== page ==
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Any advice would be appreciated. We’re looking at purchasing a sailboat with a 20 year old Westerbeke 42b engine with 1500 hours. It’s winterized, so no ability to start it up. Visually the engine looks to be in rough condition with rust on the underside of the engine block, exterior corrosion on the heat exchanger, and engine mounts that look like they need to be replaced.

Do we just walk away? What kind of work are we looking at if we purchase? We're definitely going to get an engine survey and we're capable of doing some minor engine work ourselves.
 

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Peeling paint shouldn't be a deal breaker Except for debatable mounts (which are considered regular maintenance/replacement) and some normal rust on their bolts nothing screams 'run away' Any idiot can paint an engine and say 'yup.looks like new' What's it's running history/oil change /filters. ,compression .signs of oil leak Have the belts been renewed Batteries and wiring?.If it had cooked to seizing last summer it would look the same. Trust me is easy to say.The rest of the boat may be suffering lack of care and attention too and is ripe for extreme lowball offer Caveat.
 

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What Capt Len said +1.

That all looks superficial. I wouldn't consider it a deal breaker... Maintenance logs and receipts, maybe a chat with the mechanic who serviced it would be helpful, but no way to tell for sure without running the engine.

I don't know how many people paint their engines on the regular, usually part of a rebuild.... I will say that it looks better than mine.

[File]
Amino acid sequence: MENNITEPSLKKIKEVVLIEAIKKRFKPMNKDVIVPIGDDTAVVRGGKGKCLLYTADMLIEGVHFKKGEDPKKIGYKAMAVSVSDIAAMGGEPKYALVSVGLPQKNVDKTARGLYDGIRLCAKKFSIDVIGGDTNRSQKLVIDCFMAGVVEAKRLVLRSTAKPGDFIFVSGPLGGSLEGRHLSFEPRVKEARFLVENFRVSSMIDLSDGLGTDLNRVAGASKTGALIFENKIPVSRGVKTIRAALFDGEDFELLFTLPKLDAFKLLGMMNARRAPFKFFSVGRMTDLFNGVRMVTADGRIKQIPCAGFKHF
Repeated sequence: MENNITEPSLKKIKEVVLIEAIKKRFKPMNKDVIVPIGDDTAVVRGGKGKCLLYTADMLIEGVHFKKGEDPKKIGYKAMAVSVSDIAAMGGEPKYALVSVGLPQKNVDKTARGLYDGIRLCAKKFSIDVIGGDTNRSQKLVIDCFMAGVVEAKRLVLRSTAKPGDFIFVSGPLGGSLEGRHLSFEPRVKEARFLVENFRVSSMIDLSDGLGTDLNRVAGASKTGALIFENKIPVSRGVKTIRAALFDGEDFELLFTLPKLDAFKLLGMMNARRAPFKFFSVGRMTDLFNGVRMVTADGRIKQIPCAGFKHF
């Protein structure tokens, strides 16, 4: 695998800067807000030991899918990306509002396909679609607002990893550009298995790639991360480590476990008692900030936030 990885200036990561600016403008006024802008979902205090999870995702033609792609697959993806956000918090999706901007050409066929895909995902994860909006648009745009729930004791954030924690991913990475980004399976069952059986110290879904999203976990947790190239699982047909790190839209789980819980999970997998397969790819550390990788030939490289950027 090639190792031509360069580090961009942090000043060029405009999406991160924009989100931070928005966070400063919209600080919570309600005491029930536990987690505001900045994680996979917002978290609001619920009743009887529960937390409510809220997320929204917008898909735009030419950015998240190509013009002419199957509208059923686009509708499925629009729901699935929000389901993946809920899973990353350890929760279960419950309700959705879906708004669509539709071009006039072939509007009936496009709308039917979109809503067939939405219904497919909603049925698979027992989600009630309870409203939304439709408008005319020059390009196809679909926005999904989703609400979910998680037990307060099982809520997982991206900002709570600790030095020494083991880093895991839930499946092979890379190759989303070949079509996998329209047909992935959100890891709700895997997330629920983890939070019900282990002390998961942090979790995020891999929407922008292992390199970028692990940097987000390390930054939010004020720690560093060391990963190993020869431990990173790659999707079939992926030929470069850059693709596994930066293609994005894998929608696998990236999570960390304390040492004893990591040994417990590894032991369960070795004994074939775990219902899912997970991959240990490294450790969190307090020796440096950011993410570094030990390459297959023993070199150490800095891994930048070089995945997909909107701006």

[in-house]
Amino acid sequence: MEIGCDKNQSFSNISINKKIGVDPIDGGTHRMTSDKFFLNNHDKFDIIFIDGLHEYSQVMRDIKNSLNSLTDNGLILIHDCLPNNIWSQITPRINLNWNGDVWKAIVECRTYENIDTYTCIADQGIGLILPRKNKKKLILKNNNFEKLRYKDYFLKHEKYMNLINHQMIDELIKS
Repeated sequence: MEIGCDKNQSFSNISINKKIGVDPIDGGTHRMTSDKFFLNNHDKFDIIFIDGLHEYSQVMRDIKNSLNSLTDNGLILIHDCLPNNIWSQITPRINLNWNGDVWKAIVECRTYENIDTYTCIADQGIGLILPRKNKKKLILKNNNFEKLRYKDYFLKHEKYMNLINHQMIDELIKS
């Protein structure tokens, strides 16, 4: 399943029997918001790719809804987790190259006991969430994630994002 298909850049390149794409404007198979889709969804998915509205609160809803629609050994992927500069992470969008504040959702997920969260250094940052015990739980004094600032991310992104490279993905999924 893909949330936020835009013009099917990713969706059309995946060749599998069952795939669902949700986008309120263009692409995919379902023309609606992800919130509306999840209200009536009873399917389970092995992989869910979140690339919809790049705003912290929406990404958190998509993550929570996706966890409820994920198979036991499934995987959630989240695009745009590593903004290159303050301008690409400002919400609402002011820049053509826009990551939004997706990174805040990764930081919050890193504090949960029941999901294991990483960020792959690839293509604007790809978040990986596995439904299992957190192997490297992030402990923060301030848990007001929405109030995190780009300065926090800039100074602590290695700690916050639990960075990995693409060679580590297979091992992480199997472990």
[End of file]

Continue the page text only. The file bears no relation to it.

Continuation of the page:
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The engine mount looks bad in the pic.

Personally, I think condition like that says something about how diligent the current owner may be. Paint itself isn’t such a big deal, but it’s hard to work on a motor, without cleaning some of it up. The suggestion for maintenance receipts is important. Look for preventative maintenance, not just repairs. I don’t know anyone that repaints their hoses, so those are likely original. 20 years would be far past any manufacturers recommended hose replacement interval that I’m familiar with. Sure, hoses can last longer than recommended replacement intervals, but it tells you something.

I’d also have a different perspective, if I was expecting to have that motor run for my entire ownership, or if it has so many hours I was buying it right and all use was gravy before expecting a repower.
 
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A nasty looking engine is not encouraging or inspiring of confidence that the engine and likely the boat was well maintained.

The picture is my Volvo Penta MD17D built in 1985 taken in 2016 making the engine 31 years old. I have done a spray in place repaint. But you can see it is not perfect. The engine now had over 5,000 hrs when this pic was taken. I do regular maintenance... lube changes and filters, impellers and belts. And I've done pump replacements, hose replacements, exhaust elbows,and engine mounts in 2014. I rebuilt the starter and replaced the alternator 2x. Engine runs fine, and started right up after being de commissioned in 2018.

The engine looks like it is not new and not like it is now 36 years old.
 

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At the very least you're looking at new engine mounts, with proper re-alignment. I'd remove the end caps from the heat exchanger and clean it up and replace the gaskets. Check the Zinc ! I'd also probably replace all the hoses. The fitting on the heat exchanger looks like it might be rusted at the weld? I can't tell if it's the hose, or rust.